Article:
Donald McGrew was discharged in 1990 from GM for participating in a “kickback” scheme where he received illegal bribes from vendors, according to the court document. McGrew was eligible for normal retirement benefits because he had worked for the company for over 30 years, but GM denied him three supplemental retirement benefits because he was discharged for cause.
McGrew appealed this denial first to the plan administrator and then to the Board based on a 1996 SPD that did not mention that discharged employees were excluded from the supplemental benefits. He then took his complaint to the US District Court for the Eastern District of Michigan, according to a BNA report.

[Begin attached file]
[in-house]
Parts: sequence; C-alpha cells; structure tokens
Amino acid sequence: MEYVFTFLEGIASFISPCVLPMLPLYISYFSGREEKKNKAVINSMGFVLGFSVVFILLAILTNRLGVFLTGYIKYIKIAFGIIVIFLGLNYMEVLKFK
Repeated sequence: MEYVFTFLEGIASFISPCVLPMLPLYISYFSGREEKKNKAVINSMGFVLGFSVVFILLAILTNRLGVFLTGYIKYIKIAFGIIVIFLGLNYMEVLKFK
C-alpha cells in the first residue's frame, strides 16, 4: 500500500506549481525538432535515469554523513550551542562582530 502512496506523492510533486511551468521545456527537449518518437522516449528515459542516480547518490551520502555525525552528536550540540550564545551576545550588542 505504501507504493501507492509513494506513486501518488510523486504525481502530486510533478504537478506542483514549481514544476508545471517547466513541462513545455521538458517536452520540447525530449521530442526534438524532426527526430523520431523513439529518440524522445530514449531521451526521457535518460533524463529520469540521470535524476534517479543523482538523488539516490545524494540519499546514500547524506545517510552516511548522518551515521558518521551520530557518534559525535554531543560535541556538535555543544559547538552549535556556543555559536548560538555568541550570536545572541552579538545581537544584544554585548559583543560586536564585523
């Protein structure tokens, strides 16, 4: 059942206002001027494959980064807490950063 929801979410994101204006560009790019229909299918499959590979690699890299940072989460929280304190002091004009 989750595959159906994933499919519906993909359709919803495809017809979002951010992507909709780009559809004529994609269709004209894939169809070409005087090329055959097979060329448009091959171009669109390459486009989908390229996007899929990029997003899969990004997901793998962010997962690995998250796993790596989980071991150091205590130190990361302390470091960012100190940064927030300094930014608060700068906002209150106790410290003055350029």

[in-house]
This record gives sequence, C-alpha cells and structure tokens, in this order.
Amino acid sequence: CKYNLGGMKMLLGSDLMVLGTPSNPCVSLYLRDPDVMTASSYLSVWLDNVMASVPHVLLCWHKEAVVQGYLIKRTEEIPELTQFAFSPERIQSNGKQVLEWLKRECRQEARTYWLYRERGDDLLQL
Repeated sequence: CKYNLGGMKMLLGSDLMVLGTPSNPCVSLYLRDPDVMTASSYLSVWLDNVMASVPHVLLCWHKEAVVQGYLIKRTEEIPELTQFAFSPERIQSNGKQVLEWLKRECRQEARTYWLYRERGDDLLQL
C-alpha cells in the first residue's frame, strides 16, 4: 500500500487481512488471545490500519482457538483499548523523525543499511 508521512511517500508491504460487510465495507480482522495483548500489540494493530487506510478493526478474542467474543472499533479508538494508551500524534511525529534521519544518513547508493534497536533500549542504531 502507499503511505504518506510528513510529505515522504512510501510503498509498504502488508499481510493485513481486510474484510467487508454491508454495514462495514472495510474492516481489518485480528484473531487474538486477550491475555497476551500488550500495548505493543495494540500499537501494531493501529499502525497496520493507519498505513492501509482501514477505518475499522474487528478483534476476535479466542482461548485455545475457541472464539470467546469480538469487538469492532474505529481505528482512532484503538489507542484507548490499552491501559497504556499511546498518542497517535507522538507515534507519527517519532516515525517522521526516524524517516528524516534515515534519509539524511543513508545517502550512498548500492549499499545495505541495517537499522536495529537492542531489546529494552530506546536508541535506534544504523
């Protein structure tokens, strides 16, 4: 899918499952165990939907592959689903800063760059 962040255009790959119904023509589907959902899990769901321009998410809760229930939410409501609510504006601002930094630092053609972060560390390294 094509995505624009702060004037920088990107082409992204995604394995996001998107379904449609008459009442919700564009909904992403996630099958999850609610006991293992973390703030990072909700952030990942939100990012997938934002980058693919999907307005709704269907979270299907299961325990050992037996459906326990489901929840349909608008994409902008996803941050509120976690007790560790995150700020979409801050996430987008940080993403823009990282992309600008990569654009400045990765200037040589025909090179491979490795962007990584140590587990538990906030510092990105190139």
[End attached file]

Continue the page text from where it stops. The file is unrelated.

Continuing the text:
The lower court determined that the language in the documents for the three supplemental benefit plans was clear that discharged employees were not eligible. Under the supplemental health benefit plan he was not even considered retired since he had been discharged, according to the court document.
The lower court further found that the 1996 SPD was addressed to those employees already retired as of 1996, and did not apply to McGrew. Instead he was covered under a 1998 SPD that did say that discharged employees were not eligible for the supplemental benefits.
The appeals court affirmed the findings of the lower court. The case is McGrew v. General Motors Corp., 6th Cir., No. 04-1765, 8/24/05.
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